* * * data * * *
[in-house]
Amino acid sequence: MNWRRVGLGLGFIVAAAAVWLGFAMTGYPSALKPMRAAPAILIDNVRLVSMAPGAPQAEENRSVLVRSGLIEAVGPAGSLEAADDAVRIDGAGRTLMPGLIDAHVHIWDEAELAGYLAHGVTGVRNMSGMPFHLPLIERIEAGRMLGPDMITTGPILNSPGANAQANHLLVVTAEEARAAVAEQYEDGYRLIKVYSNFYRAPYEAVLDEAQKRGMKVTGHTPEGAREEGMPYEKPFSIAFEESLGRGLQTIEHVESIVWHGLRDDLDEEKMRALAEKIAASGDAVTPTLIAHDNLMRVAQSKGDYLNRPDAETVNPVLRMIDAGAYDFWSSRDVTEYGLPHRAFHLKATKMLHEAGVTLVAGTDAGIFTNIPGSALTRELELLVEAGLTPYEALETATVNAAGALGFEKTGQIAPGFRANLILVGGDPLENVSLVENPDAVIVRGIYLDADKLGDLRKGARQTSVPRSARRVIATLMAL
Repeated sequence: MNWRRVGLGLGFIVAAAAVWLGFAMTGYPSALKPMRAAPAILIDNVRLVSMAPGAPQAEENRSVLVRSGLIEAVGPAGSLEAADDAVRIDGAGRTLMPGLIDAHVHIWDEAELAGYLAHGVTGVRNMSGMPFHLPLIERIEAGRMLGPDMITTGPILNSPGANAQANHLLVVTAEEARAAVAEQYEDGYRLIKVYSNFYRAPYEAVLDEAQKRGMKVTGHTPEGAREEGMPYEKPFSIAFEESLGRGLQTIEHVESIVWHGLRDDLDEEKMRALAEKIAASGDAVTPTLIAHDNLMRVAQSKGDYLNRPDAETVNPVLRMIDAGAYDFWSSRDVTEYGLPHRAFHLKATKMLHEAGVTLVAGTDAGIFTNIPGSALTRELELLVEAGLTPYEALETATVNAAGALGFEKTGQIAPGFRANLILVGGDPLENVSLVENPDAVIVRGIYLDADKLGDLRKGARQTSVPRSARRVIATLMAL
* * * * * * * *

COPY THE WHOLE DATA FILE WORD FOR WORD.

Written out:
[in-house]
Amino acid sequence: MNWRRVGLGLGFIVAAAAVWLGFAMTGYPSALKPMRAAPAILIDNVRLVSMAPGAPQAEENRSVLVRSGLIEAVGPAGSLEAADDAVRIDGAGRTLMPGLIDAHVHIWDEAELAGYLAHGVTGVRNMSGMPFHLPLIERIEAGRMLGPDMITTGPILNSPGANAQANHLLVVTAEEARAAVAEQYEDGYRLIKVYSNFYRAPYEAVLDEAQKRGMKVTGHTPEGAREEGMPYEKPFSIAFEESLGRGLQTIEHVESIVWHGLRDDLDEEKMRALAEKIAASGDAVTPTLIAHDNLMRVAQSKGDYLNRPDAETVNPVLRMIDAGAYDFWSSRDVTEYGLPHRAFHLKATKMLHEAGVTLVAGTDAGIFTNIPGSALTRELELLVEAGLTPYEALETATVNAAGALGFEKTGQIAPGFRANLILVGGDPLENVSLVENPDAVIVRGIYLDADKLGDLRKGARQTSVPRSARRVIATLMAL
Repeated sequence: MNWRRVGLGLGFIVAAAAVWLGFAMTGYPSALKPMRAAPAILIDNVRLVSMAPGAPQAEENRSVLVRSGLIEAVGPAGSLEAADDAVRIDGAGRTLMPGLIDAHVHIWDEAELAGYLAHGVTGVRNMSGMPFHLPLIERIEAGRMLGPDMITTGPILNSPGANAQANHLLVVTAEEARAAVAEQYEDGYRLIKVYSNFYRAPYEAVLDEAQKRGMKVTGHTPEGAREEGMPYEKPFSIAFEESLGRGLQTIEHVESIVWHGLRDDLDEEKMRALAEKIAASGDAVTPTLIAHDNLMRVAQSKGDYLNRPDAETVNPVLRMIDAGAYDFWSSRDVTEYGLPHRAFHLKATKMLHEAGVTLVAGTDAGIFTNIPGSALTRELELLVEAGLTPYEALETATVNAAGALGFEKTGQIAPGFRANLILVGGDPLENVSLVENPDAVIVRGIYLDADKLGDLRKGARQTSVPRSARRVIATLMAL